Measuring the State of Disaster Philanthropy 2014: Data to Drive Decisions
Foundation Center and Center for Disaster Philanthropy Release Research Tracking How Foundation Funding Flows to Disasters
Research Lays Foundation for Data Collection Network to Improve Disaster Philanthropy
(NEW YORK AND WASHINGTON, D.C.,) Today Foundation Center, the leading source of information about philanthropy worldwide, and the Center for Disaster Philanthropy (CDP), the only full-time resource devoted to disaster philanthropy, released a new report to help donors, NGOs, government agencies, and media to gain an increased understanding of how much foundation funding is spent on disasters each year, by whom, and for what activities. Measuring the State of Disaster Philanthropy 2014: Data to Drive Decisions presents the first-ever snapshot of funding for disasters by the largest U.S. foundations. It finds that, in 2012, 234 foundations made 884 grants totaling $111 million for disasters.
“Until now, disaster philanthropy has been very difficult to track. Existing philanthropic giving reports did not call out disaster giving, and in some cases, money that went to disasters is categorized as giving in other fields of interest such as children, health, and even the arts,” said Robert G. Ottenhoff, President and CEO of CDP. “This new report and CDP’s partnership with Foundation Center represent important steps towards capturing a more complete picture of the funding landscape.”
According to the research findings, the majority of disaster grant making ($64.9 million) in 2012 was for natural disasters, and almost half of all disaster funding ($51.5 million) was directed to response and relief efforts. The report also examines the philanthropic response to earlier disasters, explores the media landscape, and anticipates what it will take to improve coordination and collaboration for more effective disaster-related giving. Three case studies in the report take a closer look at foundations that have made substantial investments in disaster preparedness, relief, and recovery.
“It’s encouraging to see foundations whose approaches to disaster philanthropy demonstrate innovation and a commitment to addressing not only disaster relief, but the full life cycle of disasters,” said Lawrence T. McGill, vice president for research at Foundation Center and one of the report’s authors.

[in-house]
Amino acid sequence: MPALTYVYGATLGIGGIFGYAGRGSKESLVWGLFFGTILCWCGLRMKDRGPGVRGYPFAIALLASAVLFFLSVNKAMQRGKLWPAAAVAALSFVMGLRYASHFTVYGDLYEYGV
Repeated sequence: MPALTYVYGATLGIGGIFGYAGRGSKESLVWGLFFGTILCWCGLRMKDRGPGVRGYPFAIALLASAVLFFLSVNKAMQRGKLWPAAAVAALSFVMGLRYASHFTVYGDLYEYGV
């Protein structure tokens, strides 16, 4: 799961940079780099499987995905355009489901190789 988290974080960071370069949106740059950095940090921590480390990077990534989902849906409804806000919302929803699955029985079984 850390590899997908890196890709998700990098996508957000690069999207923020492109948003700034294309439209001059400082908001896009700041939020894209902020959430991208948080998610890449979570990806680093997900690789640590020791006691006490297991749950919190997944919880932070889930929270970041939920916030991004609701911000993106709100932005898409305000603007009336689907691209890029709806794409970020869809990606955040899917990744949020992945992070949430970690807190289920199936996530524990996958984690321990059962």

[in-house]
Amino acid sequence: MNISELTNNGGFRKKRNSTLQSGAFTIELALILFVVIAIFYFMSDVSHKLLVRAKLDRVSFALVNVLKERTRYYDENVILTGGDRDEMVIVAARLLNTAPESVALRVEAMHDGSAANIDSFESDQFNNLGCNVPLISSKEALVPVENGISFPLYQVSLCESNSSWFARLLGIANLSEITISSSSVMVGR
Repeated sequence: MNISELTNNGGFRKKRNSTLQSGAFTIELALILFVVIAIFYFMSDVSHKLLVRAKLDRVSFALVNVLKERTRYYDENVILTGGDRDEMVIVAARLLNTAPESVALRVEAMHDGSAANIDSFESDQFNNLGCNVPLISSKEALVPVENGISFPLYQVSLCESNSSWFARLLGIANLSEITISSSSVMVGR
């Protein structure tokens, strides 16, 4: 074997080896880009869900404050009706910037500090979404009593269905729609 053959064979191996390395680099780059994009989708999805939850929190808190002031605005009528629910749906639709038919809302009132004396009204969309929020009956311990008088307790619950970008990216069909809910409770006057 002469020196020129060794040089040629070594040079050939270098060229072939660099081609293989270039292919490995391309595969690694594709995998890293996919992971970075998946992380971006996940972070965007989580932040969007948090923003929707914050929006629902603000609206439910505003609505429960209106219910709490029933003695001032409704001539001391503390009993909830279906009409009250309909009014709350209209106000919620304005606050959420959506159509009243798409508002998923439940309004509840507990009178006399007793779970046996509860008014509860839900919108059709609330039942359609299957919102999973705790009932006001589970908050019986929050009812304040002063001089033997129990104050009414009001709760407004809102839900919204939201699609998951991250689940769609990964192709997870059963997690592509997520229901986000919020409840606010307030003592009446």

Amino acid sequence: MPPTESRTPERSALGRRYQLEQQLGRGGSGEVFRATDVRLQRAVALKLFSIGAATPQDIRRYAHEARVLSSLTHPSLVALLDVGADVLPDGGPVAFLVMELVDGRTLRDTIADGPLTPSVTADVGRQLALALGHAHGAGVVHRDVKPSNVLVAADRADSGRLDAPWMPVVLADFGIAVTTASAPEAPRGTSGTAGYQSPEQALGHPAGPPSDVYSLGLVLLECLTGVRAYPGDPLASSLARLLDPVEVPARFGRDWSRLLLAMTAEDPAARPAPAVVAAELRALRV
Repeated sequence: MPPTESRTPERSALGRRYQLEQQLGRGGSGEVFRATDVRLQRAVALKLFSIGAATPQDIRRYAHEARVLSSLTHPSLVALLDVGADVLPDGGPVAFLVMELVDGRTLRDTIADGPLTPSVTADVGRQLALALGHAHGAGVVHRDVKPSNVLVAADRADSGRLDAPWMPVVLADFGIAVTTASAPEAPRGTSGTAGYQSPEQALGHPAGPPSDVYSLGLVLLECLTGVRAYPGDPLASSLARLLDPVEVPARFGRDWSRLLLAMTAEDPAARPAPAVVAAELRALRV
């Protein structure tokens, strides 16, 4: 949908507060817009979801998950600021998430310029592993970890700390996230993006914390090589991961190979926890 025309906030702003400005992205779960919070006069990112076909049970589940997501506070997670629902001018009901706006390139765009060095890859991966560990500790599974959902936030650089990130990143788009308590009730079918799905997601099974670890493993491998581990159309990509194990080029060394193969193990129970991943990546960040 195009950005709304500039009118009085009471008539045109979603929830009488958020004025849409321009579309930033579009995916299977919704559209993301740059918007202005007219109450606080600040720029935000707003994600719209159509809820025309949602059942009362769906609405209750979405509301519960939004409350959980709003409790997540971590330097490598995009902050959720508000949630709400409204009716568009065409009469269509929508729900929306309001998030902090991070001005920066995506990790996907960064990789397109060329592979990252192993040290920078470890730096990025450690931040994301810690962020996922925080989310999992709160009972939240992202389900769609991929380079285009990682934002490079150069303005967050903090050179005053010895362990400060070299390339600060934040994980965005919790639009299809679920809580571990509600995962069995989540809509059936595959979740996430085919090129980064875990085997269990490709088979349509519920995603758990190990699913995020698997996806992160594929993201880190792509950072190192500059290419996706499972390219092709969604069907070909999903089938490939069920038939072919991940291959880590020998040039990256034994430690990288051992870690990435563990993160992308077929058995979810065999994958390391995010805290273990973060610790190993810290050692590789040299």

The research report is part of a broader effort to track philanthropic funding flows to disasters, cultivate an online data gathering network, and equip the field with strategic resources for improving disaster preparedness and response. A searchable online platform launching in late 2015 will make this information accessible, facilitate even more peer-to-peer learning, and provide an opportunity for additional funders to contribute to this collective body of knowledge.
“The data network and resulting website can help shift how organizations understand, prepare for, and respond to disasters,” said Bradford K. Smith, president of Foundation Center. “Our intent is that the work will empower donors to make strategic, effective giving decisions related to disasters and ultimately improve the practice of philanthropy through better coordination and transparency.”
This project was made possible by a generous gift from The Irene W. and C.B. Pennington Foundation. An expert advisory committee comprised of foundations, humanitarian organizations, and philanthropic support organizations is also providing ongoing guidance and insight for the project.
The advisory committee members include the following: Nancy Anthony (Oklahoma City Community Foundation), Lori Bertman (Irene W. and C.B. Pennington Foundation), Ed Cain (Conrad N. Hilton Foundation), Sherrie Forrest (National Academies of Science), Helena Frasier (United Nations Office for the Coordination of Humanitarian Affairs), Mark Lindberg (Margaret A. Cargill Foundation), David Meltzer (American Red Cross), Apollo Nkwake (Disaster Resilience Leadership Academy, Tulane University), Una Osilli (Indiana University), Lawrence T. McGill (Foundation Center), Robert G. Ottenhoff (Center for Disaster Philanthropy), Alexandra Pittman (Foundation Center), Joe Ruiz (UPS Foundation), Seema Shah (Foundation Center), Julie Ann Thompson (UNOCHA), Rudy von Bernuth (Save the Children, retired), Regine A. Webster (Center for Disaster Philanthropy), Sam Worthington (InterAction) and Clay Whybark (University of North Carolina).